Required Minimum Distributions (RMDs)
Need-to-know retirement savings information
Does RMD apply to you?
If you have an employer-sponsored retirement plan (including 401(k) and 403(b) plans) or a Traditional IRA, you will be required to take a RMD. Age 72 is the age at which investors must start receiving distributions from most tax-deferred retirement plans. These withdrawals are termed "required minimum distributions," or "RMDs."
Taking Your First RMD Withdrawal
You have two time-frame options for your first RMD:
- You can take your first distribution between January 1 and December 31 of the year you reach age 72.
- You can take your first distribution between January 1 and April 1 of the year following the year you reached age 72, but you must also take the second required distribution by December 31 of that year — resulting in two distributions in the same year.
Certain employer-sponsored retirement plans (such as 401(k) and 403(b) plans) will allow you to delay the RMD until you retire from the employer that sponsors the plan. IRAs do not have this option.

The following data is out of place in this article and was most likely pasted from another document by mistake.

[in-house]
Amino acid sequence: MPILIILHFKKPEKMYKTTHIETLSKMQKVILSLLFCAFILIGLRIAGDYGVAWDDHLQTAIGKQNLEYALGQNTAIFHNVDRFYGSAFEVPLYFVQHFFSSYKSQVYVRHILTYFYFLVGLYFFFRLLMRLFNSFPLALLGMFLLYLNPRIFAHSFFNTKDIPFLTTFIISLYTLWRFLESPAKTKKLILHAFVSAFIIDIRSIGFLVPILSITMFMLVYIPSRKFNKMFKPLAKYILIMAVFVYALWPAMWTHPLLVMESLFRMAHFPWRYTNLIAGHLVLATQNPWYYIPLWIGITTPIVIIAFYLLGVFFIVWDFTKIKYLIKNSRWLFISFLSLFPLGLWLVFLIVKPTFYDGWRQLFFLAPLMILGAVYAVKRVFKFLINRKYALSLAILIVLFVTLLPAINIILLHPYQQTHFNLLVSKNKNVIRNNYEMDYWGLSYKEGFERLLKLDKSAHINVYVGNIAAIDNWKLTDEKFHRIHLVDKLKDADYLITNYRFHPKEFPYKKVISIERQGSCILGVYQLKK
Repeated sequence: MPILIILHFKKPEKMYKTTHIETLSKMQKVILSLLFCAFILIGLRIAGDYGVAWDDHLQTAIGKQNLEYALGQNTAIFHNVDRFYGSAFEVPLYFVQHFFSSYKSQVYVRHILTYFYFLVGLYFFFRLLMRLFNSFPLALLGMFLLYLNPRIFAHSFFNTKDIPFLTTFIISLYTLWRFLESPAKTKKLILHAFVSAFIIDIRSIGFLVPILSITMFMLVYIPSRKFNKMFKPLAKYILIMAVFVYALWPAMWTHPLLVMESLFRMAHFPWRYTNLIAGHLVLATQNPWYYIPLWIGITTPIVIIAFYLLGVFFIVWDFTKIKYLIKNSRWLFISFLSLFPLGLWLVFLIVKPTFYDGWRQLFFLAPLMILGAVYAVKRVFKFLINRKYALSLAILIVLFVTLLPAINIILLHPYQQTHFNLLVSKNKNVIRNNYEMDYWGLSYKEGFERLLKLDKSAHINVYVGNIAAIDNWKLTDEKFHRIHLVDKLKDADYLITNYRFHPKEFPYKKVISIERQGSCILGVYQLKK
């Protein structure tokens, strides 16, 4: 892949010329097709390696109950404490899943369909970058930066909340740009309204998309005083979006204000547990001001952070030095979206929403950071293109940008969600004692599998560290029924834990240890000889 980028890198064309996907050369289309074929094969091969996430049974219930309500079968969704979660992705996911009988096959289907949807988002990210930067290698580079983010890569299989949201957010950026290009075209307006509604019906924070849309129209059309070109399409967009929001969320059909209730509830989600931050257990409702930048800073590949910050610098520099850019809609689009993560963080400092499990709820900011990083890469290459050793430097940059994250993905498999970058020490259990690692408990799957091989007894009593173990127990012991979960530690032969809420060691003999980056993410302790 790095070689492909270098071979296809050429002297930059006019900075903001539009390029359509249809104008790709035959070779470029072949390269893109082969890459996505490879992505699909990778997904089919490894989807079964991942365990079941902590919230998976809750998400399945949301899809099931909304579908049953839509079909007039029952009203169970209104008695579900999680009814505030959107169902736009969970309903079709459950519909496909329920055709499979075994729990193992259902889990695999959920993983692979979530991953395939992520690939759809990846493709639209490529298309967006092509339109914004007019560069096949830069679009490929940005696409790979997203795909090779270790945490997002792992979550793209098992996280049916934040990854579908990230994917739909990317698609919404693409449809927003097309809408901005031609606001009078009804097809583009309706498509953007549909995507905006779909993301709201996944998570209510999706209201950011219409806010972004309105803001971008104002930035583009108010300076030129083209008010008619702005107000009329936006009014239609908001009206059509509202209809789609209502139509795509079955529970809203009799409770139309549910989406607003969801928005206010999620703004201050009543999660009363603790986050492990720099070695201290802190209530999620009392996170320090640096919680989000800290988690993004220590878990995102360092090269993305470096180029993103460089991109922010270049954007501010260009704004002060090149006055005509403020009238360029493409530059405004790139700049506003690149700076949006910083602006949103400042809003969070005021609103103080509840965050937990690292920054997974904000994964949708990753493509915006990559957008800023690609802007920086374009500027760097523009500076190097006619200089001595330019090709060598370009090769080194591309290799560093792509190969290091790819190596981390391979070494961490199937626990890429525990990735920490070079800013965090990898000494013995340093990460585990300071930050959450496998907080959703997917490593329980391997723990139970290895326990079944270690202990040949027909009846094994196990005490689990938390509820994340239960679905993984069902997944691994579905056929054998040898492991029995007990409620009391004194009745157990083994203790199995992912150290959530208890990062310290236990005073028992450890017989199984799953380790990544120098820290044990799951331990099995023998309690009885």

Key Benefit → By bringing all of your investments and retirement savings to GuideStone, it will be easier for you to manage your accounts and monitor your progress.
Calculating Your RMD
Determine your RMD by dividing the value of your accounts subject to RMDs as of December 31 of the preceding year by the distribution period that corresponds to your age in the Uniform Lifetime Table.
Retirement Plan Assets ÷ Distribution Period
Use our calculator to determine your RMD as an account owner of a retirement account. This financial calculator will also look at potential future year's distribution requirements.
RMDs are subject to federal income tax and in some cases may also be subject to state taxes. Distributions from after-tax contributions may not be taxable.
To learn more about RMD rules and regulations, simply select the button below or call 1-888-98-GUIDE (1-888-984-8433). It is our privilege to serve you!
Take an in-depth look at additional RMD information
Persons with spouses more than 10 years younger may be able to take advantage of a longer distribution period. Please see IRS Publication 590 for details.